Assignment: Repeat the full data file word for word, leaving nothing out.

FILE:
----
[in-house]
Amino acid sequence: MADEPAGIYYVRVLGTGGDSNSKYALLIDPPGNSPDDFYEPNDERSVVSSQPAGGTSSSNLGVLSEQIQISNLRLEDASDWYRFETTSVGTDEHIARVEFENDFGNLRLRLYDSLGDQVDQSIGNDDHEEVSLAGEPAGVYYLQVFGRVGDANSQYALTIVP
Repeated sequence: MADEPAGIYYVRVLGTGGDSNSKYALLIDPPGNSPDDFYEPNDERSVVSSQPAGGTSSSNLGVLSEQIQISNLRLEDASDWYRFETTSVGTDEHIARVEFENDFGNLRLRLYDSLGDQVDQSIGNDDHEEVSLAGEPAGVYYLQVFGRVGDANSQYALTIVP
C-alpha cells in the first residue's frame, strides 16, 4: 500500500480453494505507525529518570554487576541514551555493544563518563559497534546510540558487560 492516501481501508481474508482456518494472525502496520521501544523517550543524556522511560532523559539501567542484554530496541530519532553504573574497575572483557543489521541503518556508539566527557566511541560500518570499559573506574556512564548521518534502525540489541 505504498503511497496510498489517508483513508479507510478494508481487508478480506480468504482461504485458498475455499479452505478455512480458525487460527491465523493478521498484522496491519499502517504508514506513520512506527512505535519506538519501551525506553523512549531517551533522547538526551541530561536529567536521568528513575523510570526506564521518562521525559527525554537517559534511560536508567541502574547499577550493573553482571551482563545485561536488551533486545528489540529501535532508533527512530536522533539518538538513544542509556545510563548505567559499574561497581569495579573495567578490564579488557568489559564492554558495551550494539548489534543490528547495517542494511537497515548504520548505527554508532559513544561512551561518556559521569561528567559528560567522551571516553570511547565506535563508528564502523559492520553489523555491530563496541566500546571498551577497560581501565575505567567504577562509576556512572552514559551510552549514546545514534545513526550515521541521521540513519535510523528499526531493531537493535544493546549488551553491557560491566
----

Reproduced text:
[in-house]
Amino acid sequence: MADEPAGIYYVRVLGTGGDSNSKYALLIDPPGNSPDDFYEPNDERSVVSSQPAGGTSSSNLGVLSEQIQISNLRLEDASDWYRFETTSVGTDEHIARVEFENDFGNLRLRLYDSLGDQVDQSIGNDDHEEVSLAGEPAGVYYLQVFGRVGDANSQYALTIVP
Repeated sequence: MADEPAGIYYVRVLGTGGDSNSKYALLIDPPGNSPDDFYEPNDERSVVSSQPAGGTSSSNLGVLSEQIQISNLRLEDASDWYRFETTSVGTDEHIARVEFENDFGNLRLRLYDSLGDQVDQSIGNDDHEEVSLAGEPAGVYYLQVFGRVGDANSQYALTIVP
C-alpha cells in the first residue's frame, strides 16, 4: 500500500480453494505507525529518570554487576541514551555493544563518563559497534546510540558487560 492516501481501508481474508482456518494472525502496520521501544523517550543524556522511560532523559539501567542484554530496541530519532553504573574497575572483557543489521541503518556508539566527557566511541560500518570499559573506574556512564548521518534502525540489541 505504498503511497496510498489517508483513508479507510478494508481487508478480506480468504482461504485458498475455499479452505478455512480458525487460527491465523493478521498484522496491519499502517504508514506513520512506527512505535519506538519501551525506553523512549531517551533522547538526551541530561536529567536521568528513575523510570526506564521518562521525559527525554537517559534511560536508567541502574547499577550493573553482571551482563545485561536488551533486545528489540529501535532508533527512530536522533539518538538513544542509556545510563548505567559499574561497581569495579573495567578490564579488557568489559564492554558495551550494539548489534543490528547495517542494511537497515548504520548505527554508532559513544561512551561518556559521569561528567559528560567522551571516553570511547565506535563508528564502523559492520553489523555491530563496541566500546571498551577497560581501565575505567567504577562509576556512572552514559551510552549514546545514534545513526550515521541521521540513519535510523528499526531493531537493535544493546549488551553491557560491566